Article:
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Why the Patriots and Rams were forced to change the terms of the Sony Michel trade

Related: Patriots trade Sony Michel to the Rams for two late-round draft picks

When news broke that the New England Patriots had traded running back Sony Michel to the Los Angeles Rams, the original reports had the compensation as a pair of conditional late-round selections in the 2022 NFL Draft. The conditions were later added as well, with New England’s haul depending on the Rams’ compensatory draft choices next spring.

If L.A. was awarded a compensatory pick in the fourth round — one the team was expected to receive after losing safety John Johnson to the Cleveland Browns in free agency — then that choice would transfer to the Patriots. If not, New England would receive picks in the fifth and sixth rounds in return for Michel.

While the structure was complex, it appeared to be pretty straight-forward. However, when the trade was officially announced, its terms read as follows:

Michel, Sony RB Georgia

Selection Choice--Round 6, 2022
Selection Choice--Round 4, 2023

Instead of getting either a fourth-round pick in 2022 or fifth- and sixth-round selections that same year, the Patriots ended up receiving one sixth-rounder and one fourth-rounder the following year. So, what happened?

According to Jourdan Rodrigue of The Athletic, the original terms of the contract violated league rules: a recent change in NFL policy now prohibits teams from exchanging conditional compensatory picks in that way. Given that all moves have to be approved by the league, the Patriots and Rams were forced to change the terms and come up with a different, more conventional, compensation structure.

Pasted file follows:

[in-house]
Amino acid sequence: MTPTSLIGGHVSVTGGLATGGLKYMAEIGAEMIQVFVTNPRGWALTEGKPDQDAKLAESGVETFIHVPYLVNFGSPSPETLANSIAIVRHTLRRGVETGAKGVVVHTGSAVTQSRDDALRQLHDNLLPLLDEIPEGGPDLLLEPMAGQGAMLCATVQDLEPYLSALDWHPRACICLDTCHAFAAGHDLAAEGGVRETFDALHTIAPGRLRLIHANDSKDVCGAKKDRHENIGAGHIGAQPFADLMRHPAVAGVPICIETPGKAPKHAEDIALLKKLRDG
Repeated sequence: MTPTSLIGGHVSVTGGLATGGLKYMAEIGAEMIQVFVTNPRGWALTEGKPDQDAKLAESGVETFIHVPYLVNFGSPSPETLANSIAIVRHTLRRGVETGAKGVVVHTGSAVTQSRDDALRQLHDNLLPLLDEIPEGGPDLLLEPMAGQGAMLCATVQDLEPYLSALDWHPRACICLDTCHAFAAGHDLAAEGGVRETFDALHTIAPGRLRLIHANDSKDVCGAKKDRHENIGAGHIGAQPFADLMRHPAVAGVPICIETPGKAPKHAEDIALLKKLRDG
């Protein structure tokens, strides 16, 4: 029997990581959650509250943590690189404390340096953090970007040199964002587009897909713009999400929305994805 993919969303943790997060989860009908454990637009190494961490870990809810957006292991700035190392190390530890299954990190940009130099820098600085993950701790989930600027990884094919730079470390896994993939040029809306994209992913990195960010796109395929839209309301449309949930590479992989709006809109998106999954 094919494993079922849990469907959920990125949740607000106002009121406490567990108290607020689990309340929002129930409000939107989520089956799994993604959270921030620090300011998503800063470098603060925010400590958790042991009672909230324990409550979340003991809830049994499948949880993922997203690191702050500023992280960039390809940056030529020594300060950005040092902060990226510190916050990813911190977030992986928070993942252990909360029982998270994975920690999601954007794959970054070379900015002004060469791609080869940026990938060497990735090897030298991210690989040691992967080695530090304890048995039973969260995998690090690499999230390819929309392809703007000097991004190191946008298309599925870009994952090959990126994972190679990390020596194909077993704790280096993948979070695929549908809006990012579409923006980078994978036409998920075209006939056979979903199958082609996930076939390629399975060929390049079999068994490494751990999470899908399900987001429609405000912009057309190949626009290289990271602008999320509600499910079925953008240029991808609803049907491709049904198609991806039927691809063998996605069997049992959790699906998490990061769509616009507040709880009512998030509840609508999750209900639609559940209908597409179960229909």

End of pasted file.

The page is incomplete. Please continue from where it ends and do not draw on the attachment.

Compensatory draft picks in general can be and have been traded, so it is unclear to see why the NFL decided to change the rules. One reasonable expectation is that the league does not want draft choices that have not yet been awarded to be traded.

As opposed to “normal” draft picks which are handed out in the same fashion each year, compensatory picks are only awarded after a season to reflect the status of qualifying free agents lost by team. At the moment, the Josh Johnson compensatory selection therefore only exists in theory. It is plausible that the NFL does not want its teams to deal with theoretical draft capital.

Looking forward to 2022, that means that New England now owns the following draft selections:

  • Round 1
  • Round 2
  • Round 3
  • Round 4
  • Round 6
  • Round 6 (via Los Angeles as part of the Sony Michel trade)
  • Round 7 (via Las Vegas as part of the Trent Brown trade)
  • Round 7 (via Houston as part of the Ryan Izzo trade)

As far as the 2023 draft is concerned, the Patriots now own selections in every round plus an additional fourth-round pick acquired through the Michel trade.